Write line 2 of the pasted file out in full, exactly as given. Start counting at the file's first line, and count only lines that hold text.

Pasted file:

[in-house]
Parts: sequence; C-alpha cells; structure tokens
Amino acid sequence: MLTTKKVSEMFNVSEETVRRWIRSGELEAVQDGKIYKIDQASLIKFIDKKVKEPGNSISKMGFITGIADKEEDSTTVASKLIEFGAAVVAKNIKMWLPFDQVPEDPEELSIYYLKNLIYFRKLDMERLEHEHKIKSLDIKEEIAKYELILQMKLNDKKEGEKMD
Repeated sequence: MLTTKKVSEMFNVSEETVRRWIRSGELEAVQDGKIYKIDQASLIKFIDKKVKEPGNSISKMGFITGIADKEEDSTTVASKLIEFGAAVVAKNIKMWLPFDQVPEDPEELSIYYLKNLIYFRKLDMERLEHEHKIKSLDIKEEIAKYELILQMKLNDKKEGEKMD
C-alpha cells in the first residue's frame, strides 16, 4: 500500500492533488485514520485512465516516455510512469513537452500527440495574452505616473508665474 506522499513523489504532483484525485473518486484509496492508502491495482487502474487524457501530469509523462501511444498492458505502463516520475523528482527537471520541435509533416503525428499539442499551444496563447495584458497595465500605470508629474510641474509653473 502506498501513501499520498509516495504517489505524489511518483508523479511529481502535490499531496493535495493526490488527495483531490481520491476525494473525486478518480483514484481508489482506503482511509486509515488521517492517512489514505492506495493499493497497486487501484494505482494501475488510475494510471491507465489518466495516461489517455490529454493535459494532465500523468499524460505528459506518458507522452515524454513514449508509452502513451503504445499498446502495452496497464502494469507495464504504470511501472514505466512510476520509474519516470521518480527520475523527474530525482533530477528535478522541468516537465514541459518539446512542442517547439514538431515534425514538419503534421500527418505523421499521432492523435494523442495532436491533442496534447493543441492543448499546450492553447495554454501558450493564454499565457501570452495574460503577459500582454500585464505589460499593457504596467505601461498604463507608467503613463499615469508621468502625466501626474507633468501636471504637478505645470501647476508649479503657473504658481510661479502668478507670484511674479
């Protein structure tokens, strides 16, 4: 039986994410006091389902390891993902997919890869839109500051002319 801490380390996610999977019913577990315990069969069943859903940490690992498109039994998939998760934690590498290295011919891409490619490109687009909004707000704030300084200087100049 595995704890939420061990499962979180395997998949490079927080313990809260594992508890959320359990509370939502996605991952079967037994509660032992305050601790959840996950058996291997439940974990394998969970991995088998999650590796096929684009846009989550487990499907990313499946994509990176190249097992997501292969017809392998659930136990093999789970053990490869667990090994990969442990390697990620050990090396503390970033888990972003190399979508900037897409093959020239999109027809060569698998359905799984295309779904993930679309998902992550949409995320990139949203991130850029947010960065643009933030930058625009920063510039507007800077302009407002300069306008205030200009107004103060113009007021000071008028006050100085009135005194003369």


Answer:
Parts: sequence; C-alpha cells; structure tokens